I feel a similar fatigue online now. In the same way we are happy to bleach out our photographs, we are happy to bleach out the world. Ironically enough, the three words Kylie Jenner emphasised and repeated from her post were the ‘emptiness we created.’ And yes, I am available for motivational speeches at parties.



22 thoughts on “Now You Have The Perfect Body, Here’s How To Get The Perfect Soul

  1. Loved reading this! I’ve also reacted to this pressure of having to be so bloody positive all the time (especially on social media), or else you are just a miserable person who deserves all that she gets for failing to be a pure ray of sunshine in the face of social injustice and other obstacles. This attitude presumes that as long as you think positive, things will work out. And that in this sense, you are in charge of your fate and your life. And what’s worse, it diverts our attention away from the social and cultural structures that limit our possibilities – structures that we have very little control over no matter how many affirmations we say each morning to ourselves.

    I felt so nauseous by the 100 days happy challenge earlier this year, that I actually started my own 30 days angry challenge. I tried to promote it on social medias but no one joined me (What!?). I possibly lost some friends. But you know what, it was actually a lot of fun. Somehow liberating to be able to make fun of the fact that sometimes I am imperfect and grumpy. It’s #30daysangrychallenge on Twitter if anyone is up for it.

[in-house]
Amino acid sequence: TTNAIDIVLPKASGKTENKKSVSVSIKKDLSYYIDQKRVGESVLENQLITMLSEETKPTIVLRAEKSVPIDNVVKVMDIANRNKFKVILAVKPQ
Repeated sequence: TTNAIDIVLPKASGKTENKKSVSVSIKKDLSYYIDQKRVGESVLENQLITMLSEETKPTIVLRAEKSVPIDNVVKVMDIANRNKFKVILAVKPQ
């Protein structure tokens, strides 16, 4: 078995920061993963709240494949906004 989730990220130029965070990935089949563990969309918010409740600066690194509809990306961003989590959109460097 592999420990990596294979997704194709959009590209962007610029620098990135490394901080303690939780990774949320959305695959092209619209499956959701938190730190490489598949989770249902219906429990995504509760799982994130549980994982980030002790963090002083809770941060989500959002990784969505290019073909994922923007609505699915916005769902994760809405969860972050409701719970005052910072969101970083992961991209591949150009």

And yes, I would hire you as a motivational speaker! If ever I throw a party, that is.

  2. Kylie Jenner is 17 and if these words comfort her so what, they are not negative. I think this article is either so badly written I am not getting the point or the author is just miserable and is looking for all the bad in the slightest things in life. I am really surprised to find it here on what is normally a fantastic site with topics that matter.

    • Agreed. I think the comfort provided for some far outweighs the mild irritation for others.

      It’s sad this author can’t see past themselves in this case.

    • I thought the article was actually really insightful. Whereas some people might get joy from these quotes (someone as privileged as Kylie Jenner, for example), I’d never even noticed the female-only marketing or the implications of a “everything is positive” mindset combined with it…I thought it was really interesting.